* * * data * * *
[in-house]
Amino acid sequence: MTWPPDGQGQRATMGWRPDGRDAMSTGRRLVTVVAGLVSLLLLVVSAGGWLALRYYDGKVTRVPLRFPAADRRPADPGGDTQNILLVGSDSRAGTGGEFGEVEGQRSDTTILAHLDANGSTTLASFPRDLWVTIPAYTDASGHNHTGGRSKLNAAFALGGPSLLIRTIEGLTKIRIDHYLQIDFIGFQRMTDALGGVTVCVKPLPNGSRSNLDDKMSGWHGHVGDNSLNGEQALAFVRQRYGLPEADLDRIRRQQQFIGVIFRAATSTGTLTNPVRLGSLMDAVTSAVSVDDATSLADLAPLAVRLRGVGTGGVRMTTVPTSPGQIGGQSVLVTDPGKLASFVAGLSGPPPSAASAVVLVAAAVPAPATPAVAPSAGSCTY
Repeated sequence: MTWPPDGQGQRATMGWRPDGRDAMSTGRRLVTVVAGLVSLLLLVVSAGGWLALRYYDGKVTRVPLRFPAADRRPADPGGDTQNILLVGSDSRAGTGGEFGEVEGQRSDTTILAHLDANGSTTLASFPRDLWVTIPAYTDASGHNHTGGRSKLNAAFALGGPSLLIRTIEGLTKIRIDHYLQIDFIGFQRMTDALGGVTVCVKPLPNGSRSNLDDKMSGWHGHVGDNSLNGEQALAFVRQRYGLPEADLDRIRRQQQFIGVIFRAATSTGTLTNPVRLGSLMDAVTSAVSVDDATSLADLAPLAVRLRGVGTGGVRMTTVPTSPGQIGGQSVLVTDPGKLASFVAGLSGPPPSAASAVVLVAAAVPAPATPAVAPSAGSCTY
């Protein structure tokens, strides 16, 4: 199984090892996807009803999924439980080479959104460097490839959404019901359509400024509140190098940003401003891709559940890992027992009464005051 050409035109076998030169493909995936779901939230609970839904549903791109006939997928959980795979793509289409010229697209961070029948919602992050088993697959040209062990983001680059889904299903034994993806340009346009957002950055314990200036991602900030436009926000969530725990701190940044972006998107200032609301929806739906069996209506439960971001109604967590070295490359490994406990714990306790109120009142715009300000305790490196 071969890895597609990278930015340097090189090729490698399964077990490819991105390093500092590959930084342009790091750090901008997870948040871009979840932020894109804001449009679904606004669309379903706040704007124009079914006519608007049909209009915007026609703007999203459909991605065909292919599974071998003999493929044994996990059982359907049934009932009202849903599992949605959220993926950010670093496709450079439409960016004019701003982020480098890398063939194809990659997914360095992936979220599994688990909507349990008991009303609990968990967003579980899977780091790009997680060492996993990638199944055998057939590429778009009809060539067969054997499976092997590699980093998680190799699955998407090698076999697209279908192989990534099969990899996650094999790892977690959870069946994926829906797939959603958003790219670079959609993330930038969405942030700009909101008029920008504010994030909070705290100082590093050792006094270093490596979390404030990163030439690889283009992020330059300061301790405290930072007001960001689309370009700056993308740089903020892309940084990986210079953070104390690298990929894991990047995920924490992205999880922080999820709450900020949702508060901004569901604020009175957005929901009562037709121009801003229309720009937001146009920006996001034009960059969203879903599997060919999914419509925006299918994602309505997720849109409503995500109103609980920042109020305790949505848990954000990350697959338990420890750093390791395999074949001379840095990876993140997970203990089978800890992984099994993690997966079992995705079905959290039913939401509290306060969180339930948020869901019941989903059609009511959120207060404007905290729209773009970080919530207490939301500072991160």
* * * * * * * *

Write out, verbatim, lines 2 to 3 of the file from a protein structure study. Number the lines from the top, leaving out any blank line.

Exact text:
Amino acid sequence: MTWPPDGQGQRATMGWRPDGRDAMSTGRRLVTVVAGLVSLLLLVVSAGGWLALRYYDGKVTRVPLRFPAADRRPADPGGDTQNILLVGSDSRAGTGGEFGEVEGQRSDTTILAHLDANGSTTLASFPRDLWVTIPAYTDASGHNHTGGRSKLNAAFALGGPSLLIRTIEGLTKIRIDHYLQIDFIGFQRMTDALGGVTVCVKPLPNGSRSNLDDKMSGWHGHVGDNSLNGEQALAFVRQRYGLPEADLDRIRRQQQFIGVIFRAATSTGTLTNPVRLGSLMDAVTSAVSVDDATSLADLAPLAVRLRGVGTGGVRMTTVPTSPGQIGGQSVLVTDPGKLASFVAGLSGPPPSAASAVVLVAAAVPAPATPAVAPSAGSCTY
Repeated sequence: MTWPPDGQGQRATMGWRPDGRDAMSTGRRLVTVVAGLVSLLLLVVSAGGWLALRYYDGKVTRVPLRFPAADRRPADPGGDTQNILLVGSDSRAGTGGEFGEVEGQRSDTTILAHLDANGSTTLASFPRDLWVTIPAYTDASGHNHTGGRSKLNAAFALGGPSLLIRTIEGLTKIRIDHYLQIDFIGFQRMTDALGGVTVCVKPLPNGSRSNLDDKMSGWHGHVGDNSLNGEQALAFVRQRYGLPEADLDRIRRQQQFIGVIFRAATSTGTLTNPVRLGSLMDAVTSAVSVDDATSLADLAPLAVRLRGVGTGGVRMTTVPTSPGQIGGQSVLVTDPGKLASFVAGLSGPPPSAASAVVLVAAAVPAPATPAVAPSAGSCTY